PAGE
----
Adibatic Approx.(i.e., Born-Oppenheimer)

  • Thread starter R Van Camp
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In summary, the Born-Oppenheimer approximation assumes that the electronic motion is decoupled from that of the nuclei, allowing for the separation of the molecular Hamiltonian into electronic and nuclear parts. The adiabatic approximation, based on the variational principle, states that during a changing potential, the energetic state of the system does not change and no transitions occur, as long as the change is sufficiently slow. This is an alternative way of stating the Born-Oppenheimer approximation. Experimental evidence for this has been demonstrated and it is also covered in most textbooks. The term "adiabatic" can refer to both molecular motion and thermodynamics, but in different contexts. In molecular physics, it refers to no transitions between potential energy surfaces
  • #1
R Van Camp
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I was educated as a physical chemist so this subject is not unknown to me. However, I am currently taking a condensed matter physics course and this was presented primarily as the "adiabatic approximation." Can someone elaborate on this notion of adiabicity (i.e., S remains fixed) and how this is an alternative means of stating the B-O approximation. I'll monitor this discussion and add comments where it seems useful for me to do so.

I do not recall this being presented as an adiabatic approximation when I learned it graduate school the first time around.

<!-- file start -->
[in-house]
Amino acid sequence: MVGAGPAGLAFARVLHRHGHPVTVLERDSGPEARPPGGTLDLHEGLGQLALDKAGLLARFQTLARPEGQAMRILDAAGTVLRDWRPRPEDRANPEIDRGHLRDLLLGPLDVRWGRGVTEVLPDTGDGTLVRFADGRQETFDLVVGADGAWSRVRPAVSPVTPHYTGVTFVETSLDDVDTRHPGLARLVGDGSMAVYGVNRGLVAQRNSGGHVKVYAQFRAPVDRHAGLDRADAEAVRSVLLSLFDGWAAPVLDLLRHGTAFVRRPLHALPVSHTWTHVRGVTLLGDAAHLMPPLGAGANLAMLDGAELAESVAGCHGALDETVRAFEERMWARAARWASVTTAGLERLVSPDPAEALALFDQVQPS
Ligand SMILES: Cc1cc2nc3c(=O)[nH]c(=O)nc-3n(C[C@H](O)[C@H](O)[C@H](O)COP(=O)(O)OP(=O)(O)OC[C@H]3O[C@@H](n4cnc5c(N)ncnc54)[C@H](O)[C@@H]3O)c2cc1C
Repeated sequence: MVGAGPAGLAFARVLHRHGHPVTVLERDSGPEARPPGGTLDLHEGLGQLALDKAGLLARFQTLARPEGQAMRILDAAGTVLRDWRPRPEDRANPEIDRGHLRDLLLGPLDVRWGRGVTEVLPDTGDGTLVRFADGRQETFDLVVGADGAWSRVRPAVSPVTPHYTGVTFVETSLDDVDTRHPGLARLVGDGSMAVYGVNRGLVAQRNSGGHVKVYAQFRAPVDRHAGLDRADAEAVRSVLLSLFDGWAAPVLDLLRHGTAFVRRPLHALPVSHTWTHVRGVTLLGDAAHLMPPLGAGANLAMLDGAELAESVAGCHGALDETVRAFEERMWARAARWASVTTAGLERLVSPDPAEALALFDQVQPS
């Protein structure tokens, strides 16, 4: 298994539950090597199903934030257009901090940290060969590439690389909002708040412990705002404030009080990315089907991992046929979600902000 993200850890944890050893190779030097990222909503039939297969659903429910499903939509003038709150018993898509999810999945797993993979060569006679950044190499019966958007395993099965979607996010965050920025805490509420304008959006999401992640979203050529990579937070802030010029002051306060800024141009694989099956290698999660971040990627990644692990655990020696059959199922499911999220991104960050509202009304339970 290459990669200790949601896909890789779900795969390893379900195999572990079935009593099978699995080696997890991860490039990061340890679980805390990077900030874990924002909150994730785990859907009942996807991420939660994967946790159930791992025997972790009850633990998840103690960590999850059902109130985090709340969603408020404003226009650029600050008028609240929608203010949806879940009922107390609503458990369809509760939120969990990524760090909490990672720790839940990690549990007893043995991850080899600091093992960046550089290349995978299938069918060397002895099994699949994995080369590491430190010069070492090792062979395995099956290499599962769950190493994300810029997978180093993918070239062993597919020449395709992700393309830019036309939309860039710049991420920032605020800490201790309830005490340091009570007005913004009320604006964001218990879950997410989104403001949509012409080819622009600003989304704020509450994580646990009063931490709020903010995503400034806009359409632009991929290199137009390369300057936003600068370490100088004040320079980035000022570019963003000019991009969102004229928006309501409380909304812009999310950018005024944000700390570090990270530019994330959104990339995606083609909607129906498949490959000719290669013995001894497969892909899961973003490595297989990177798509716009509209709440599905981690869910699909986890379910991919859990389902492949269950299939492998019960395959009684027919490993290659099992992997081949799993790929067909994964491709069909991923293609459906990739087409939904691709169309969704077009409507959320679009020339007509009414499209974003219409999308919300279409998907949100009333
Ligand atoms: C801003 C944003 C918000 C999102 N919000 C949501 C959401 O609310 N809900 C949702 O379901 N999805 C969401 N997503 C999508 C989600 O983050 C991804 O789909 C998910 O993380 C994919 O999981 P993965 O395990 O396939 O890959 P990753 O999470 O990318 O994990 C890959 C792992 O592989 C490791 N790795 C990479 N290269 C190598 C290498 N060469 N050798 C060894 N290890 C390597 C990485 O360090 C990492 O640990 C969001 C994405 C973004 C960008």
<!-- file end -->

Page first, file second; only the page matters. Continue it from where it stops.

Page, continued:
Thanks,

Rick
 
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  • #2
Welcome to PF.
Well, as you probably know, the B-O approximation is the assumption that the electronic motion is decoupled from that of the nuclei, allowing you to separate the molecular Hamiltonian into electronic and nuclear parts, where the electronic part is dependent on the nuclear locations alone.

In classical thermodynamics, an adiabatic process is one that doesn't exchange any heat with its surroundings. In quantum mechanics, an "adiabatic" process is one where the energetic state of the system does not change during a changing potential - no transitions occur. If it was in the ground state of the original Hamiltonian, it will be in the ground state of the new Hamiltonian. This holds if the change in potential is sufficiently slow.

A diabatic process then, is one where the potential changes rapidly, and so your wave function doesn't have time to change and thus no longer represents the same state in the new potential, but likely is a superposition of states. (e.g. think of instantly widening a particle-in-a-box)